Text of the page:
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Member Research & Reports

Member Research & Reports

BU Co-Authors Study Finding Young Drinkers of Flavored, Supersized Alcohol at Increased Risk

Underage drinkers of flavored alcoholic beverages who exclusively consume the supersized versions are more than six times as likely to report suffering alcohol-related injuries as underage youths who drink other types of alcoholic beverages, according to a new study co-authored by Boston University School of Public Health (BUSPH) researchers.

Heavy episodic drinking was reported by nearly 70 percent of pre-mixed/ready-to-drink cocktail users, by about 75 percent of supersized alcopop users, and by almost 80 percent of those who consumed more than one type of flavored alcoholic beverage — compared with 45 percent of non-flavored alcohol users. Consumption of any combination of two or more flavored alcoholic beverages was also strongly associated with reports of heavy episodic drinking, fighting, and alcohol-related injuries.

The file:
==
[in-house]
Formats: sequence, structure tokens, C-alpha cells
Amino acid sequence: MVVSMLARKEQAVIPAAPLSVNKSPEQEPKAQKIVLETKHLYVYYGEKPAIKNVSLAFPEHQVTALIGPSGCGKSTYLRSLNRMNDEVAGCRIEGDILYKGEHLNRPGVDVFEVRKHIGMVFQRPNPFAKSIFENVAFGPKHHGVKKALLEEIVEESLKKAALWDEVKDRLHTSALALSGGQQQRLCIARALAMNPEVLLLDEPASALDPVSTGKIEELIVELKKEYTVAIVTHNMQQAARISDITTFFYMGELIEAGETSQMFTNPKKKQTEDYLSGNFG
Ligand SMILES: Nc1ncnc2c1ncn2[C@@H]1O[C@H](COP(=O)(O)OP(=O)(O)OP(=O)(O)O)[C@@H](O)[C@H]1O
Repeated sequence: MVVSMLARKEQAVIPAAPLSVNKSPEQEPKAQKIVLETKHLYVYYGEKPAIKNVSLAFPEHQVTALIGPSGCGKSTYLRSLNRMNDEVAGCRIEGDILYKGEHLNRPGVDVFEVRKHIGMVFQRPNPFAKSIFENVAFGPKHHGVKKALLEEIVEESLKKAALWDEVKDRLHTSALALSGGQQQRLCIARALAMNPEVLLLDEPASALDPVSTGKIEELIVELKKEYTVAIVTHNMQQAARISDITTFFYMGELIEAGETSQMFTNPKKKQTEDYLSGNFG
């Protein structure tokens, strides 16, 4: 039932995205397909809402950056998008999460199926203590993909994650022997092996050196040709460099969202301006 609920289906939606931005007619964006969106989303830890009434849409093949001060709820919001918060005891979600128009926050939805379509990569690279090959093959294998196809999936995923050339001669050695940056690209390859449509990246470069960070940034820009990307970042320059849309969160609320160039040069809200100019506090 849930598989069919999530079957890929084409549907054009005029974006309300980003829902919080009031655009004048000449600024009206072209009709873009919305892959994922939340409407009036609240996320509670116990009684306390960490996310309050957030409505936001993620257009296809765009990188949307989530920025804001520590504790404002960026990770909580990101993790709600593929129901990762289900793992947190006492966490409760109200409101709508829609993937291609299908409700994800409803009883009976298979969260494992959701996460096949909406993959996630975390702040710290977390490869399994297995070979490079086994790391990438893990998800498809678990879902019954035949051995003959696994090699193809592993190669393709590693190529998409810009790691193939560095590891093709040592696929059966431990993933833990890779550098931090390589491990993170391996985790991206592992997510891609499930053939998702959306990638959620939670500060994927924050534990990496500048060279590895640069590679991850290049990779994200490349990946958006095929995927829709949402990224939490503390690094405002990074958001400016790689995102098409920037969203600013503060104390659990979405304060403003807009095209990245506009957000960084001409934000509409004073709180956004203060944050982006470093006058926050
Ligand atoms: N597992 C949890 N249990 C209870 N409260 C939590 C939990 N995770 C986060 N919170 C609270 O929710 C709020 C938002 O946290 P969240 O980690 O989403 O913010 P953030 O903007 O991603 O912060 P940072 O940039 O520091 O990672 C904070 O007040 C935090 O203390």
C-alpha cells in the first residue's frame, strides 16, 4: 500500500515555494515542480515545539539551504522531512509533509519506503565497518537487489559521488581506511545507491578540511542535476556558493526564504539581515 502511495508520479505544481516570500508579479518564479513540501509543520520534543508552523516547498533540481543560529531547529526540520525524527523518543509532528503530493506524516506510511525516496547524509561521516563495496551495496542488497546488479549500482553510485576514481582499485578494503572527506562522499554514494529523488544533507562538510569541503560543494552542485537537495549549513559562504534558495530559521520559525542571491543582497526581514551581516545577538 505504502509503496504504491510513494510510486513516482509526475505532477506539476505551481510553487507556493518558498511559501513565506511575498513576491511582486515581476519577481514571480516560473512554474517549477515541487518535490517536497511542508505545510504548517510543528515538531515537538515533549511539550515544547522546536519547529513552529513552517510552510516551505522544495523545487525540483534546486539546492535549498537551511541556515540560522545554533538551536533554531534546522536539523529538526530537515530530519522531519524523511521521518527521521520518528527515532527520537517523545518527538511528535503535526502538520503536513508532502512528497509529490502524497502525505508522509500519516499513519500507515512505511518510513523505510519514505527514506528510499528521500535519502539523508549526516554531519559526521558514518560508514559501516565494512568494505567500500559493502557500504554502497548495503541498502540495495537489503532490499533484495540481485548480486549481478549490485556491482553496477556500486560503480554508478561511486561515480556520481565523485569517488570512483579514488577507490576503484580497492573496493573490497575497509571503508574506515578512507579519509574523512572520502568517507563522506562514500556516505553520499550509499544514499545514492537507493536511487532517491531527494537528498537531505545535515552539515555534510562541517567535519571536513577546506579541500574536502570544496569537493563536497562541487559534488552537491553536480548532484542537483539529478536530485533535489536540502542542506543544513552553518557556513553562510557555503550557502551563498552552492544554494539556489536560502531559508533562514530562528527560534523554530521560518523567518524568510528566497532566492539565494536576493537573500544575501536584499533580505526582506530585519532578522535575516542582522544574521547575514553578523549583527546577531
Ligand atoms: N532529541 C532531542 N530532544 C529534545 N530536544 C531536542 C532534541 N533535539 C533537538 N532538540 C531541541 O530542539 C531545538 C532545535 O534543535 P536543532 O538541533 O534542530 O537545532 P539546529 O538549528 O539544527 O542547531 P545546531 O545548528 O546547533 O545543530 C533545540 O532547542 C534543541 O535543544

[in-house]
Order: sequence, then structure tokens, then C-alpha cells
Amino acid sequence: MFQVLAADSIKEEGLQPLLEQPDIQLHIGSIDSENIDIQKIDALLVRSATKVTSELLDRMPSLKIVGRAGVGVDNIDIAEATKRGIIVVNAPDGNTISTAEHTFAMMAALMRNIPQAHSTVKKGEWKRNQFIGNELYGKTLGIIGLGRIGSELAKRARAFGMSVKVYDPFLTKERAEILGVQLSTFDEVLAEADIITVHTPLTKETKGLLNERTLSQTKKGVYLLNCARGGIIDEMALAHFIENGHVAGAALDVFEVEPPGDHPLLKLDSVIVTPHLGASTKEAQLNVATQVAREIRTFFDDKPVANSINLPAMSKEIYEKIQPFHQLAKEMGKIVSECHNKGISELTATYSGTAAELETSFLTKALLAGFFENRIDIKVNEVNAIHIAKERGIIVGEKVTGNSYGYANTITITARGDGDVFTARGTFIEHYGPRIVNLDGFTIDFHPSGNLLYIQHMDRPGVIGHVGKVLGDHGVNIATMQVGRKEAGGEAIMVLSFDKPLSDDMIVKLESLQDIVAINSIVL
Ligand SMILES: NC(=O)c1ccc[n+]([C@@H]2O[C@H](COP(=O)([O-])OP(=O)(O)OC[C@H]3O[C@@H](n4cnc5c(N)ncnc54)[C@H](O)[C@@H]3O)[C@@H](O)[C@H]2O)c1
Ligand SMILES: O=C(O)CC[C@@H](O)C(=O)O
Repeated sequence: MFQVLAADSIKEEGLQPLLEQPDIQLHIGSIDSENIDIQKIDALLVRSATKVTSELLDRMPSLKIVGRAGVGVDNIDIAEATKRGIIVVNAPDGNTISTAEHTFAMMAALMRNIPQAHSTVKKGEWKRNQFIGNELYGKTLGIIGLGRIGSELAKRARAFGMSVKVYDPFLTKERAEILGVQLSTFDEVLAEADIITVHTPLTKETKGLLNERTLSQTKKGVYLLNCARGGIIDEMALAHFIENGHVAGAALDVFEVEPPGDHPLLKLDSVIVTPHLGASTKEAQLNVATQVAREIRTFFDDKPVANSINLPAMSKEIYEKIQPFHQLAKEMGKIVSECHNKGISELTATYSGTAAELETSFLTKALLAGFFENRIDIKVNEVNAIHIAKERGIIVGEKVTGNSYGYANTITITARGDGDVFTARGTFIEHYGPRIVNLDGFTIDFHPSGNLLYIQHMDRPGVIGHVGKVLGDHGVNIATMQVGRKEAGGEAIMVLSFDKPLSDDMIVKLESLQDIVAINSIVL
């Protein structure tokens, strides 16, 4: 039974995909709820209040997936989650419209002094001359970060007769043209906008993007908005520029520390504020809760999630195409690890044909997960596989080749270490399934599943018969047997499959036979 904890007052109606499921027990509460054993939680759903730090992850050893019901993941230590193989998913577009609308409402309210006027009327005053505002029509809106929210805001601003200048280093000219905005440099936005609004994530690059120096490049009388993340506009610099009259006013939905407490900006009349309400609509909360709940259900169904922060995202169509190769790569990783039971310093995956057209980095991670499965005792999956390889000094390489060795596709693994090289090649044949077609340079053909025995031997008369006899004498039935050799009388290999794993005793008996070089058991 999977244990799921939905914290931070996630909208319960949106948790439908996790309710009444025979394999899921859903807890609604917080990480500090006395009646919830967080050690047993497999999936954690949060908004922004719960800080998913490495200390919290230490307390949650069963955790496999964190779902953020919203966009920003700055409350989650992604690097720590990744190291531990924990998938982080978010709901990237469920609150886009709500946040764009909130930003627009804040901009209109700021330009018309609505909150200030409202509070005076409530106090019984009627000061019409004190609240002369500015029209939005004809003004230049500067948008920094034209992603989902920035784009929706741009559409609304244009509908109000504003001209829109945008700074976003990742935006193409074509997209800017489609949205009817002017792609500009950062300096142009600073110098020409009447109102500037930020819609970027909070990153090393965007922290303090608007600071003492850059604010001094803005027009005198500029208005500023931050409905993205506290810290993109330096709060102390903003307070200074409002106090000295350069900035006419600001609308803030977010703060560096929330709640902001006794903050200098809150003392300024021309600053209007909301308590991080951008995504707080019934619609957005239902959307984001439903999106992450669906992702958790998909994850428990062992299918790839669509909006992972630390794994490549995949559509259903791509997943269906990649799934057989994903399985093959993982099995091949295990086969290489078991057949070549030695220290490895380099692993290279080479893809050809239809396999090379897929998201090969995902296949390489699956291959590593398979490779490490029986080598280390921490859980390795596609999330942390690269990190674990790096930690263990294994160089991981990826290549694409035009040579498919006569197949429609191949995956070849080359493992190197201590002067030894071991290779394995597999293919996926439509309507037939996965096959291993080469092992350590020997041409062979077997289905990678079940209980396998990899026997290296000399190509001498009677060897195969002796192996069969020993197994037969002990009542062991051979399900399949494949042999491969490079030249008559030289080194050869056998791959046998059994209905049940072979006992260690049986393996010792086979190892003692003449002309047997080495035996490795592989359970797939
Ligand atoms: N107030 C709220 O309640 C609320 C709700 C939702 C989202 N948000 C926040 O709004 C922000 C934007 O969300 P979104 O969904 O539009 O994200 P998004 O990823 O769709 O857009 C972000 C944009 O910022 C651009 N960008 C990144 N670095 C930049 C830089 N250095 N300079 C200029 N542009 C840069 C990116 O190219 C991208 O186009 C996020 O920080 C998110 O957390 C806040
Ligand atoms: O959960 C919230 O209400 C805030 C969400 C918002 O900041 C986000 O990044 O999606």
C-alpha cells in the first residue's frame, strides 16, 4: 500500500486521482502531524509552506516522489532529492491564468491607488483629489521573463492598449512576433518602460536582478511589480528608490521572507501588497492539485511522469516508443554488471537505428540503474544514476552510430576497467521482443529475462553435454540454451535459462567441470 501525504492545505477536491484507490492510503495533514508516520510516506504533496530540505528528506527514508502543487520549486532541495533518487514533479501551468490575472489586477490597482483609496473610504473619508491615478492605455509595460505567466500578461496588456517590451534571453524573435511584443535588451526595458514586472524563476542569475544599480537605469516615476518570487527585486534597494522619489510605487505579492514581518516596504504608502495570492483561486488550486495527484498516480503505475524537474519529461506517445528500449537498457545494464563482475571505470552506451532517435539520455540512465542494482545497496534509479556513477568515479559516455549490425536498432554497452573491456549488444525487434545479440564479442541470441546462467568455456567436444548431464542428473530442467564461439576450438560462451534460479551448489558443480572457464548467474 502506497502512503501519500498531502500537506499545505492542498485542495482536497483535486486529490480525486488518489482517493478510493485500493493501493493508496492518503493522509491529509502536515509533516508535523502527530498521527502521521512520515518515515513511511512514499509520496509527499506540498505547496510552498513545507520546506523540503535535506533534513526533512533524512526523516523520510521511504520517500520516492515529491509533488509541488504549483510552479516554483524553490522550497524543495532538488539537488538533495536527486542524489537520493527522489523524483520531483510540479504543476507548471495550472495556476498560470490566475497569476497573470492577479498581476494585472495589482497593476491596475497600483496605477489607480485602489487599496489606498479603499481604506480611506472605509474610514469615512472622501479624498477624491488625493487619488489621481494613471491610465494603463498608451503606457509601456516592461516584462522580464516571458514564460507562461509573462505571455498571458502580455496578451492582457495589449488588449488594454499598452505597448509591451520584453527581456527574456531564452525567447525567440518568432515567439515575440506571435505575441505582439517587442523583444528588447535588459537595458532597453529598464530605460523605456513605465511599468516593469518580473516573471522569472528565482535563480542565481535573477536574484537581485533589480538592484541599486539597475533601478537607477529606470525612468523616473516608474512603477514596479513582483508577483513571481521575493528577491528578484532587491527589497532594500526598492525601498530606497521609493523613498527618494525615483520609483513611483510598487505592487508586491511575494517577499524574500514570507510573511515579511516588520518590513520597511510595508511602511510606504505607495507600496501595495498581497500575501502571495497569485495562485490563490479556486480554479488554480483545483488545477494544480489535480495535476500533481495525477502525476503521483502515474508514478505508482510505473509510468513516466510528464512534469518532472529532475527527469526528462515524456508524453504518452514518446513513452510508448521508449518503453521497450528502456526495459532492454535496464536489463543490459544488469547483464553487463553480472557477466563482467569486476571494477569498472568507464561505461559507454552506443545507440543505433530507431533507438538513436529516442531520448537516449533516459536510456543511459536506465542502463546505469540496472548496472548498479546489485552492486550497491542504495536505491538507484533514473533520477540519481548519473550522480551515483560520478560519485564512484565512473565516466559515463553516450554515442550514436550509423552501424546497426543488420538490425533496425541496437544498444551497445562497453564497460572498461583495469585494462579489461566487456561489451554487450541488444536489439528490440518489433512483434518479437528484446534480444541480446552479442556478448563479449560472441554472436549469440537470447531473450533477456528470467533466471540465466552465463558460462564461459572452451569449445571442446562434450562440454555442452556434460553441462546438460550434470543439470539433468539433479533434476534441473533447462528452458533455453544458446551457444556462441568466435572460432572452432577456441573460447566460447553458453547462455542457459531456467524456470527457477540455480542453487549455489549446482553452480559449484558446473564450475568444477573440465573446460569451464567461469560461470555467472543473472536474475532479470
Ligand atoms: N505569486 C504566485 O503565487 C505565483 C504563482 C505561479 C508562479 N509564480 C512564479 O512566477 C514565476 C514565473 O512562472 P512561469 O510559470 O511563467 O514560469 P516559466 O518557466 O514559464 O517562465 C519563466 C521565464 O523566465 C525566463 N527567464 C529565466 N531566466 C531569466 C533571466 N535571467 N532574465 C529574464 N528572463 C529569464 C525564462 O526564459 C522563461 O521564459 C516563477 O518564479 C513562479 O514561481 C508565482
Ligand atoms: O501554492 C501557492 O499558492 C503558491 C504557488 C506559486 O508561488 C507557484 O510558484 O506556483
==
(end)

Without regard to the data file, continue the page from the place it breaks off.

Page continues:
The study, published in the American Journal of Public Health, is believed to be the first study to document an association between the consumption of different types of flavored alcoholic beverages by youth ages 13 to 20, risky drinking behaviors, and self-reported injuries related to alcohol consumption.

“These findings raise important concerns about the popularity and use of flavored alcoholic beverages among young people, particularly for the supersized varieties,” said study author Dr. Alison Albers, an assistant professor of community health sciences at BUSPH.

To read more about the study, go to: